Subject(s)
Coronavirus Infections , Hemorrhagic Fever, Ebola , Coronavirus Infections/epidemiology , Disease Outbreaks/prevention & control , Hemorrhagic Fever, Ebola/epidemiology , Hemorrhagic Fever, Ebola/prevention & control , Humans , Pandemics , Public Health , United States
4.
Development Policy Review ; n/a(n/a):e12619, 2022.
Article in English | Wiley | ID: covidwho-1626783

ABSTRACT

Summary Motivation This article discusses the use of educational technology (EdTech) in girls? education at PEAS schools (?Promoting Education in African Schools?) in rural Uganda during the COVID-19-related school closures. Purpose This article addresses a research gap surrounding the potential use of EdTech to support girls? education, focusing on the barriers to girls? EdTech use and how technology might be used to enhance girls? education in disadvantaged rural areas ? specifically their academic learning and their social and emotional learning. Methods and approach A sequential, explanatory mixed-methods case study approach was used. Quantitative exploration of a dataset of 483 Ugandan students, from 28 PEAS schools, was first conducted, followed by interviews with PEAS staff to elucidate the reasons and context behind the findings. Findings Findings show female students are less likely than male students to have access to their caregivers? phones for learning. The form of EdTech that appeared most beneficial for girls? academic learning was radio;girls also had significantly more interest in tuning into radio broadcasts than boys did. Also, poorer boys were more likely to be inspired by SMS messages than wealthier boys. Apart from gender-based differences, students with more highly educated parents found SMS messages more helpful, and phone calls from teachers appeared to help boost younger students? self-confidence. Policy implications The findings suggest that policymakers need to: carefully consider provision of education through multiple modes of EdTech in order to ensure that it reaches all students;ensure that caregivers are involved in the strategies developed for girls? education;make EdTech interventions interactive;and consider language in EdTech interventions. Given the gender differences which emerged, the findings are of relevance both to supporting the continuation of educational provision during periods of school closure, and also in terms of finding additional ways to support girls? education alongside formal schooling.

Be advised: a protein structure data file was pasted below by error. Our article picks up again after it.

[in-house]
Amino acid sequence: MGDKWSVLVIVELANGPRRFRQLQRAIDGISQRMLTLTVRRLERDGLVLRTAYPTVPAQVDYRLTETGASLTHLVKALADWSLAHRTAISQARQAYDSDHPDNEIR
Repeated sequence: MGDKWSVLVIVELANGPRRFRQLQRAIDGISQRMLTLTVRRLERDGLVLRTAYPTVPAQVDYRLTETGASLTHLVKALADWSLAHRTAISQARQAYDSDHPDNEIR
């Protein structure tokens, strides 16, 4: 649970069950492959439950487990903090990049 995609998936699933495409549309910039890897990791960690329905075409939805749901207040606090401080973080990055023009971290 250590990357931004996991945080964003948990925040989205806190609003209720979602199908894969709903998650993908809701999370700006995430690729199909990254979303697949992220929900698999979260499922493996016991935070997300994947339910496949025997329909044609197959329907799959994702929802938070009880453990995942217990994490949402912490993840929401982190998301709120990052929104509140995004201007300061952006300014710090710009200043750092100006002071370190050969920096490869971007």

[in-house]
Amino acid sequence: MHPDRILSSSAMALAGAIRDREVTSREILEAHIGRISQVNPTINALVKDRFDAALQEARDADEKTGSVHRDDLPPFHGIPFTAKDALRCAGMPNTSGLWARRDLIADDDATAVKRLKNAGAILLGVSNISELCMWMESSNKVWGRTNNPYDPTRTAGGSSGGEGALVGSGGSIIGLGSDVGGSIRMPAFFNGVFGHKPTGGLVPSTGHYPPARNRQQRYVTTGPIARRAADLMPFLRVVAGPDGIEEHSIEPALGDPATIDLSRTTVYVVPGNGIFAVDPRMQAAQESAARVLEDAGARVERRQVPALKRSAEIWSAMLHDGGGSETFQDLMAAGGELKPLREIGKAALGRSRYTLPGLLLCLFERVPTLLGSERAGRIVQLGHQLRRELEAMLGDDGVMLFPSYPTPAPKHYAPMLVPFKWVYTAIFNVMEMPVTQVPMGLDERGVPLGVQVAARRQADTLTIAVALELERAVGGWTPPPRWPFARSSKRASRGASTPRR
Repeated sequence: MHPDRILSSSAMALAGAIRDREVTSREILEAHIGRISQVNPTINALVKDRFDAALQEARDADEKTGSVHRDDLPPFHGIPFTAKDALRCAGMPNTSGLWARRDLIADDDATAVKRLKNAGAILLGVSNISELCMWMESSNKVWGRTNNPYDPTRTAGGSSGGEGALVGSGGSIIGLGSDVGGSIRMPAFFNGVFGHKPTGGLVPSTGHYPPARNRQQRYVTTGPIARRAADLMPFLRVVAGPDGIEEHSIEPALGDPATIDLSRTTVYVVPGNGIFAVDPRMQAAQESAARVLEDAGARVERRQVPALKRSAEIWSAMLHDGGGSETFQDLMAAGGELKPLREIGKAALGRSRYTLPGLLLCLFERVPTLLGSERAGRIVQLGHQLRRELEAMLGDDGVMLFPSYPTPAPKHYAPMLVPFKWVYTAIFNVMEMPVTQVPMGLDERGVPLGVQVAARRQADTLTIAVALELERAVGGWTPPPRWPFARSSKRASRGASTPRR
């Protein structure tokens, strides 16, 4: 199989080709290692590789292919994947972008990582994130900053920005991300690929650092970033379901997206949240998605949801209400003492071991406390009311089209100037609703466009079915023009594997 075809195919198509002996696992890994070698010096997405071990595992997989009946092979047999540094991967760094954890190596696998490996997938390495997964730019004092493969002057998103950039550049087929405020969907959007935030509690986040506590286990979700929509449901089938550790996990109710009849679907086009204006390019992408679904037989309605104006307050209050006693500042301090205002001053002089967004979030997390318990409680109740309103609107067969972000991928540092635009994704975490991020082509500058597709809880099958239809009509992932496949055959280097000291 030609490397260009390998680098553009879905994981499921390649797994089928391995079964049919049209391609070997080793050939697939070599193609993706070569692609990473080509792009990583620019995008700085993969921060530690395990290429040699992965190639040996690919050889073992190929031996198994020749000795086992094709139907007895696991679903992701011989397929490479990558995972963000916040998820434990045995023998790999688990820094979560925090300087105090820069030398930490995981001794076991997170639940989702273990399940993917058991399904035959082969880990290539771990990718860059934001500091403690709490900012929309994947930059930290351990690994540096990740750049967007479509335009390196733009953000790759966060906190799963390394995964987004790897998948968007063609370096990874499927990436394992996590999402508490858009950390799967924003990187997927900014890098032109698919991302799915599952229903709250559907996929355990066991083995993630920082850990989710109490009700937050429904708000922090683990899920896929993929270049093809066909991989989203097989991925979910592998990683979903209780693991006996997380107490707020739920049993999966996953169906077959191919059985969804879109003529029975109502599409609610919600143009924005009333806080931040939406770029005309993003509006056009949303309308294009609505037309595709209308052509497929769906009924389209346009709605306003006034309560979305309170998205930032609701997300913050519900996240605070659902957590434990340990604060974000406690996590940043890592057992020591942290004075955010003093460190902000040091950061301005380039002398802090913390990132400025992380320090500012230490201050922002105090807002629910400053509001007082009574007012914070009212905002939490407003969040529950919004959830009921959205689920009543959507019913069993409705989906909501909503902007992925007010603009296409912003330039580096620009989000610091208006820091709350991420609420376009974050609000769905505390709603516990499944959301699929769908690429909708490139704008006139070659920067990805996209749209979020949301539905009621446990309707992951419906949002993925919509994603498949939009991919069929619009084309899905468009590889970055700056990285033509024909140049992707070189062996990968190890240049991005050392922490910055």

5.
Crit Care Clin ; 38(3): 623-637, 2022 Jul.
Article in English | MEDLINE | ID: covidwho-1616400

ABSTRACT

Hospitals and health care systems with active critical care organizations (CCOs) that unified ICU units before the onset of the COVID-19 Pandemic were better positioned to adapt to the demands of the pandemic, due to their established standardization of care and integration of critical care within the larger structure of the hospital or health care system. CCOs should continue to make changes, based on the real experience of COVID-19 that would lead to improved care during the ongoing pandemic, and beyond.


Subject(s)
COVID-19 , Critical Care , Humans , Intensive Care Units , Pandemics , SARS-CoV-2 , Surge Capacity
6.
Critical Care Medicine ; 50:42-42, 2022.
Article in English | Academic Search Complete | ID: covidwho-1591248

ABSTRACT

The survey assessed hospital stress ordinally and also assessed ED and ICU stress and deviations from standard operating procedures. During one December 2020 week, hospital stress, ICU stress, and care deviations were all present at 100% of reporting sites. B Introduction: b Hospitals experienced substantial stress during the COVID-19 pandemic - threats to standard operations - but it is not well known how this stress manifested at individual hospitals. [Extracted from the article] Copyright of Critical Care Medicine is the property of Lippincott Williams & Wilkins and its content may not be copied or emailed to multiple sites or posted to a listserv without the copyright holder's express written permission. However, users may print, download, or email articles for individual use. This may be abridged. No warranty is given about the accuracy of the copy. Users should refer to the original published version of the material for the full . (Copyright applies to all s.)

7.
Infect Control Hosp Epidemiol ; 42(11): 1307-1312, 2021 11.
Article in English | MEDLINE | ID: covidwho-1574178

ABSTRACT